Spring turkey hunters represent roughly 1.6 percent of Missouri’s total population. That being the case, it seems logical to assume that most people are blissfully ignorant of the good, the bad and the ugly things that are transpiring in the state’s hinterlands during the three weeks following the third Monday in April. I don’t really keep a blow-by-blow log of my turkey hunts, but if I did, what follows would be an accurate account of my April 25th hunt. (Note: I’ve chosen to use military time, not only because it makes more sense than civilian time, but also because being a turkey hunter can bear a disturbing resemblance to being a soldier.)
04:00. The alarm rings. Only the fact that it’s also my cell phone keeps me from slamming it through the far wall of my bedroom. Oh how I wish I’d gone to bed when I’d planned to.
04:35. I’ve donned my Permethrin treated cammies, added a pint thermos of freshly perked coffee to the back pocket of my turkey vest and am backing out of the driveway. Look out gobblers; here I come!
05:15. I’m sitting in a pre-positioned blind, complete with camp chair and a homemade shotgun rest. According to my handheld GPS–which I must admit guided me directly to the blind–I had traveled a little less than 750 yards from the parking lot. On the other hand, my shins–which have been around a lot longer than civilian GPS–insist I’ve walked at least twice that far.
05:55. It’s now legal shooting time, and the scene in front of my blind’s window is coming into focus. Admittedly, it’s an unusual site for a turkey blind. It sits just inside the edge of a mature forest that borders part of one side of a huge cornfield. It’s possible to see at least a 1,000 yards in two directions and about 200 yards to the edge of riverine timber bordering a creek on the third.
06:20. A mature gobbler strolled out of the timber about 100 yards to my left and started across the field. Every series of my finest come hither calls made him break into full strut for a minute or so, but nothing was going to keep him from whatever business awaited him on the far side of the horizon. As Yosemite Sam would no doubt have said, “I hates turkeys.”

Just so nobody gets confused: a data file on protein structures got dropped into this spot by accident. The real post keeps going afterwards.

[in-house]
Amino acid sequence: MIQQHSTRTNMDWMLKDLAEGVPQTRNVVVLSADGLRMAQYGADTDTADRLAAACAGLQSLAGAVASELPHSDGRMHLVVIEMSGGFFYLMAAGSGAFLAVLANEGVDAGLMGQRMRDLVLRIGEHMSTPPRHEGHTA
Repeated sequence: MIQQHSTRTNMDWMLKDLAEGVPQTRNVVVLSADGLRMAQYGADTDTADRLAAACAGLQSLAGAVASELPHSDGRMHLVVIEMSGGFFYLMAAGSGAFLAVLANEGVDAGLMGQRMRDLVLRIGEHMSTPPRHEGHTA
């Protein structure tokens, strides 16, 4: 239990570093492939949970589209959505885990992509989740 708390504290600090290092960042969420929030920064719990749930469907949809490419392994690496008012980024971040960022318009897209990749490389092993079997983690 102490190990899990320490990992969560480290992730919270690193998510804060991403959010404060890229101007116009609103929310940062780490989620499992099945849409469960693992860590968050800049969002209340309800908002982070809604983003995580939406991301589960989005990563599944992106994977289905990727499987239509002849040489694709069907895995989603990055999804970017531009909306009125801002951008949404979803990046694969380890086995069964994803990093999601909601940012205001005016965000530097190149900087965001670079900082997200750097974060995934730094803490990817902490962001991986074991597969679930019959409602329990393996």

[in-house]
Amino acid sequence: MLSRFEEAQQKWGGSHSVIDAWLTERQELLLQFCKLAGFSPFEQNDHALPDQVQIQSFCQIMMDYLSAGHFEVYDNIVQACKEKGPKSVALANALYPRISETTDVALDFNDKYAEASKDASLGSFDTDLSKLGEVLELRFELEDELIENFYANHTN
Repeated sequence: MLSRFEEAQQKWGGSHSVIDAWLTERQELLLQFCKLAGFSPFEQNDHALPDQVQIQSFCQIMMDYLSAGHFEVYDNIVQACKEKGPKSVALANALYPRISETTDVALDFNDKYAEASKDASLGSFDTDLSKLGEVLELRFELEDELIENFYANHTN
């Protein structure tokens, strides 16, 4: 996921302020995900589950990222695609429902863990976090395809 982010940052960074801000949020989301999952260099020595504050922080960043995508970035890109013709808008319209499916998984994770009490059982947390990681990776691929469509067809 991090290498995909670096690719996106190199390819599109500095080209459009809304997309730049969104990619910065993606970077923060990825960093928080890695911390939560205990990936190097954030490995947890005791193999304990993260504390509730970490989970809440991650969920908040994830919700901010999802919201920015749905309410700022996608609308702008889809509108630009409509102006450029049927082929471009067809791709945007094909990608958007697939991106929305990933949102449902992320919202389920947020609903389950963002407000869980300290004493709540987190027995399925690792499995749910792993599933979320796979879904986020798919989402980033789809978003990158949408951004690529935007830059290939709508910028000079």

06:30. Just as the aforementioned tom left the scene, I spotted two turkeys as far away as I could see down the eastern side of the field. Using binoculars, I determined by size and coloration that one was a mature tom and the other a jake.
The jake wandered off, but the tom put on a show the likes of which I’ve never before witnessed, but which I suspect has occurred countless times back in the timber where it would have been invisible. He would mix running, walking and strutting along a “track” at least 150 yards long parallel to the riverine timber but well away from it. He repeated this pattern for the next two hours without attracting a single hen. Given the way the gobblers were treating me, I felt he and I were kindred spirits.
08:40. My long distance buddy slowly started my way, following the edge of the timber. And I do mean slowly. There were times I wondered if he or the 13:00 legal quitting time would get to me first.
09:45. The gobbler started strutting and moving across the field directly toward me. Now this was more like it. Then I caught a movement out of the corner of my eye and then saw a hen walking across the field in front of the blind toward the gobbler. When they met, they were technically in range, but there was too much brush in the way to shoot. Both turkeys moved off to my right.
10:05. When a turkey hunter’s luck changes, it really changes. The hen came strolling back past me, only 30 yards in front of the blind with the gobbler tagging along about 10 yards behind her. By some miracle, she didn’t see me, and when he came into range, I filled the first tag of my 2016 spring turkey season.
So as any nonhunter can plainly see, killing a turkey is easy. Or at least it is if you don’t consider the facts that this was the fourth morning I’d spent in the woods and the third place I’d set up the blind.
Gerald Scott can be reached at [email protected]